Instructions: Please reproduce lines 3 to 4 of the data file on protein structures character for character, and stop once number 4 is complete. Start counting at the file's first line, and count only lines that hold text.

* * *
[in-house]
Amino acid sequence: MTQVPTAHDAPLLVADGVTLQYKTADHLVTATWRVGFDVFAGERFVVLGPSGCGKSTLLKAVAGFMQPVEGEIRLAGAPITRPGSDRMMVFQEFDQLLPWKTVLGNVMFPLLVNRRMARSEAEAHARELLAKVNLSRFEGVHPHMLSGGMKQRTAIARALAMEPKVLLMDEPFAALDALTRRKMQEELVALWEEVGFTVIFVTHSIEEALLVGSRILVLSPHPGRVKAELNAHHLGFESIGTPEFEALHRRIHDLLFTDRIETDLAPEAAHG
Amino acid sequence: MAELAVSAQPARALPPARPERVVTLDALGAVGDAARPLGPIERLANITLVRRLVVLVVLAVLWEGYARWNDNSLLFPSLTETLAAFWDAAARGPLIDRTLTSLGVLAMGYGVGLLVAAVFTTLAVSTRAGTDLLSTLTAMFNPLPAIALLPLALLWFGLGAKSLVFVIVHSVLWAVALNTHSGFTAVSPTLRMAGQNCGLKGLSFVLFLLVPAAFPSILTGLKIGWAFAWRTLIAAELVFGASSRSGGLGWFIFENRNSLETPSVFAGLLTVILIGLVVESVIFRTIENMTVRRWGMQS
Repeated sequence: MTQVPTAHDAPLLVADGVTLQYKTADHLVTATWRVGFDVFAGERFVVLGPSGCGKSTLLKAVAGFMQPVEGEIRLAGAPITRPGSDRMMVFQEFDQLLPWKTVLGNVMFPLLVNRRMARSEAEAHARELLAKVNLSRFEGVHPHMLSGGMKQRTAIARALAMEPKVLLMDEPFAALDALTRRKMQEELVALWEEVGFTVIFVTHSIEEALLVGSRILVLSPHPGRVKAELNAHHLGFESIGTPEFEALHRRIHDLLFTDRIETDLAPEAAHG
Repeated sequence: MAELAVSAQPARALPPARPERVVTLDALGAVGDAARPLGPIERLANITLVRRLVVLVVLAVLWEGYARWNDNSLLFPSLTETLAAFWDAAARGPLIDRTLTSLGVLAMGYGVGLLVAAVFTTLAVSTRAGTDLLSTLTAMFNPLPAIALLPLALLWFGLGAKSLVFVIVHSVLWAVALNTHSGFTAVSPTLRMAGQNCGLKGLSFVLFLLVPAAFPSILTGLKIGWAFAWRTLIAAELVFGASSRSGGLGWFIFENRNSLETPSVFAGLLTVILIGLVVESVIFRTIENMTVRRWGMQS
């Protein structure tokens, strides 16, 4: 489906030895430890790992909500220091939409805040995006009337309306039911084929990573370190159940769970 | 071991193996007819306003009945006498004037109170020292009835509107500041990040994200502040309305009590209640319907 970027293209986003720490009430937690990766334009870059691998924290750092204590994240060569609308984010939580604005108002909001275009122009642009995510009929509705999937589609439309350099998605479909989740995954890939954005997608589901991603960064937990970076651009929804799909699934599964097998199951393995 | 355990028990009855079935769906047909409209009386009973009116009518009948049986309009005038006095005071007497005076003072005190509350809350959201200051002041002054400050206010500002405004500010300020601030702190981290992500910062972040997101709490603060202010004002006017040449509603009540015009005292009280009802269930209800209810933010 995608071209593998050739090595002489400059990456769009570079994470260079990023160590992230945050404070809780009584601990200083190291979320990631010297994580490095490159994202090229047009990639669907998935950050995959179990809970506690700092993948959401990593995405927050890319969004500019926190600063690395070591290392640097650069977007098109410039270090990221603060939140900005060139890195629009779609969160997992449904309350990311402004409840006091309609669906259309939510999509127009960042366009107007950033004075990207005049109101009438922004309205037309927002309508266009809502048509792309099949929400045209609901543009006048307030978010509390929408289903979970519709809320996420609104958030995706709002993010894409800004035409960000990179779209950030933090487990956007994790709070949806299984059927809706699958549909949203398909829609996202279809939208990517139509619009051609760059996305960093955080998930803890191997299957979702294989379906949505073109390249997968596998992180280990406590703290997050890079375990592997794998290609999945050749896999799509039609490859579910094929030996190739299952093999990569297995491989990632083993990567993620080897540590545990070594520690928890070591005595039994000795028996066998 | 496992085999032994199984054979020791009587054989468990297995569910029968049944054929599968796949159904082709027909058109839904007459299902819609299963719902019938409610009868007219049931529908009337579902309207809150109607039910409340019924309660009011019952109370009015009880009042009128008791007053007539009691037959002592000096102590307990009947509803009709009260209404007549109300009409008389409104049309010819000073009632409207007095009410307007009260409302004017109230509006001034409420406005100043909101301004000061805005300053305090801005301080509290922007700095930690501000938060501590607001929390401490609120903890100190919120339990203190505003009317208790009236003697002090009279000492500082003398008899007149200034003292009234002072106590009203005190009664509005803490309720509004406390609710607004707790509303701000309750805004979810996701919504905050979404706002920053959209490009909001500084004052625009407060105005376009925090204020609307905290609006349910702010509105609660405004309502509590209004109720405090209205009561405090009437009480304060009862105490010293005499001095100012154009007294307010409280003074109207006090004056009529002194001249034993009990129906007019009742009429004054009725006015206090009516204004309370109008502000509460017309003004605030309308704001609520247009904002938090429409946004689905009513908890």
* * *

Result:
Amino acid sequence: MAELAVSAQPARALPPARPERVVTLDALGAVGDAARPLGPIERLANITLVRRLVVLVVLAVLWEGYARWNDNSLLFPSLTETLAAFWDAAARGPLIDRTLTSLGVLAMGYGVGLLVAAVFTTLAVSTRAGTDLLSTLTAMFNPLPAIALLPLALLWFGLGAKSLVFVIVHSVLWAVALNTHSGFTAVSPTLRMAGQNCGLKGLSFVLFLLVPAAFPSILTGLKIGWAFAWRTLIAAELVFGASSRSGGLGWFIFENRNSLETPSVFAGLLTVILIGLVVESVIFRTIENMTVRRWGMQS
Repeated sequence: MTQVPTAHDAPLLVADGVTLQYKTADHLVTATWRVGFDVFAGERFVVLGPSGCGKSTLLKAVAGFMQPVEGEIRLAGAPITRPGSDRMMVFQEFDQLLPWKTVLGNVMFPLLVNRRMARSEAEAHARELLAKVNLSRFEGVHPHMLSGGMKQRTAIARALAMEPKVLLMDEPFAALDALTRRKMQEELVALWEEVGFTVIFVTHSIEEALLVGSRILVLSPHPGRVKAELNAHHLGFESIGTPEFEALHRRIHDLLFTDRIETDLAPEAAHG